Since I do have a rather extensive background in physics, shock wave production and supersonic fluid dynamics, I will try my best to explain how the whip crack occurs.
Summary of the production of the 'crack':
The initial velocity of the whip multiplied by its mass has initial momentum. As motion continues down the length of the whip momentum is conserved (minus some frictional losses). Near the tip the velocity is greatly increased to conserve momentum. The popper carries a packet of air with it due to the no-slip boundary condition. If the speed of the popper is sufficient it will create a 'whizz' sound which is the development of a Kármán vortex street. If the popper suddenly changes momentum, the packet of air that the popper carries with it will create a separation zone. If the change is fast enough, a separation bubble of low pressure occurs. When the air around this separation bubble pushes on the separation bubble, the bubble will collapse and the impact of air molecules will dissipate it's momentum in a wave.
If the separation velocity of the air packet, or inertial fluid drag pocket, and popper exceed the speed of sound, a cavitation bubble occurs between the two because the air molecules cannot move fast enough to fill in the space between them. When a cavitation bubble collapses a sharp 'boom' is heard because there will be a sharp increase in air pressure upon collapse (this pressure jump is a step function). That step function in air pressure dissipates out wards and is the sound of the crack when it hits the ear drum. When the popper rotates while creating the cavitation bubble, as in looping cracks, this generates vorticity around the bubble which aids in its growth, and produces and even louder crack. Think about the air around the cavitation bubble spinning like on a merry-go-round and the centrifugal reaction carries the cavitation boundary outwards.
The more fluffy the popper the bigger the cavitation bubble if the velocity is the same. A fluffier popper also causes more drag and slows down the end velocity.
Even if you do not break the sound barrier, a small separation bubble can collapse fast enough to sound really close to a crack.
The larger the relative separation velocity of the popper and the inertial fluid drag pocket the larger the cavitation bubble.
Why certain whip cracks are louder than others:
As we all know, certain cracks are louder than others. They can fit into 4 categories:
Termination of Linear Momentum - e.g. Flicks
Reversal of Linear Momentum - e.g. Towel cracks
Termination of Rotational Momentum - e.g. Cattlemans
Reversal of Rotation Momentum - e.g. Overheads
For cracks using the same whip, this is the order from quiet cracks to loud cracks. This is because when a the momentum of the whip terminates, the cavitation bubble it carries separates at the same velocity as the end of the whip prior to separation. When we reverse the momentum (pull back on the whip) the inertia of the cavitation bubble (more accurately the mass of the air around the cavitation bubble) carries it foward while the cracker moves backwards, so the relative escape velocity of the cracker and cavitation bubble is increased. The same is true for when we have a loop in the crack, the main difference is that the bubble developed is extend in a linear fashion or created an expanding development of vorticity with added angular momentum. Imagine the difference of a single gram of gun powder in a closed tube versus 2 grams (linear + angular) of gun powder not in a tube being set off.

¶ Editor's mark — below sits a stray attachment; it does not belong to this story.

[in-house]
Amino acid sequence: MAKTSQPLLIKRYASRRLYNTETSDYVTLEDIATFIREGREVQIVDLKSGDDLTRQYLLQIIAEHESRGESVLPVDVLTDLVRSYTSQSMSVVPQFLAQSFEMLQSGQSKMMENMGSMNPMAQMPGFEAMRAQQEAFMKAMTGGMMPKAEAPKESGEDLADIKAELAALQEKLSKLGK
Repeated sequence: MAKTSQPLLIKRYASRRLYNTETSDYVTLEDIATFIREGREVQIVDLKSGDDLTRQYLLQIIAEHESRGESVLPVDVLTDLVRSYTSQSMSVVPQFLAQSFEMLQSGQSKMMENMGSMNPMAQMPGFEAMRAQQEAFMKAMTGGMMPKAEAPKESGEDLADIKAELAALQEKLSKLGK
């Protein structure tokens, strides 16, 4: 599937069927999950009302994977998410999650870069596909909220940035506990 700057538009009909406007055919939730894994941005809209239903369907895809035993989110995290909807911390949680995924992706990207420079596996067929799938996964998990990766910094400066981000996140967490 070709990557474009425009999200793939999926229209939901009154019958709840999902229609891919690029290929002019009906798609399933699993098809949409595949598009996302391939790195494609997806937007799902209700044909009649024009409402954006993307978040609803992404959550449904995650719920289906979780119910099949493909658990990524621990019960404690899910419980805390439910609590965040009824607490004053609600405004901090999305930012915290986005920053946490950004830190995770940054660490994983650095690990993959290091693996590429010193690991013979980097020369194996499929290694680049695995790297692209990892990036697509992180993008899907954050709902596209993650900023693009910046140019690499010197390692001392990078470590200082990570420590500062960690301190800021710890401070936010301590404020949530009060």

Much more complicated mathematics is involved, but if you think about the cavition bubble moving away from the popper at with a certain amount of momentum, the following occurs:
Termination of Linear Momentum = > Linear Velocity of Cavitation Bubble
Reversal of Linear Momentum = > Linear Velocity of Cavitation Bubble + Linear Velocity of Retreating Popper
Termination of Rotational Momentum = > Linear Velocity of Cavitation Bubble + Angular Velocity of Cavitation Bubble
Reversal of Rotational Momentum = > Linear Velocity of Cavitation Bubble + Angular Velocity of Cavitation Bubble + Linear Velocity of Retreating Popper + Angular Velocity of Retreating Popper
Imagine if there are two spheres in water, if you pull them apart water will rush in between them. If fast enough, water can rush in fast enough and the liquid water will turn into water vapor. This is what happen if propellers in water spin too fast. If you only pull on one sphere the volume in between expands slower than if both moved. Now if you not only pull them apart, but you also increase their size and spin them, even more space develops between them as well as vorticity. This is what happens when a loop in the whip terminates, the inertial fluid drag pocket is now a torus (donut shaped) that is spinning. The torus is the motion envelope of the inertial fluid drag pocket and not just the pocket itself. Also the spinning action will cause a centrifugal reaction assisting the toroidal cavitaion bubble to increase in size. Imagine the air/water around it on a merry-go-round wanting to continue motion outward.
I hope this helps explain what happens when a whip cracks!
My basis: A Master's Degree in Multi-Phase Interaction in Computational Fluid Dynamics; Programmer for Institute of Hydraulic Research, Research with Eglin Air Force Base in High Speed Fluid Dynamics; Speaker at an American Institute of Aeronautics and Astronautics Conference on Multi-Phase, Multi-Scale, and Multi-Material Flow; and Discussion with Japanese Universities on Shockwave Production and Numerical Simulation of Shockwaves.
P.S. I have debated finding a University to acquire my Ph. D. in Fluid Dynamics with my dissertation on Whip Cracking Shock Wave Dynamics.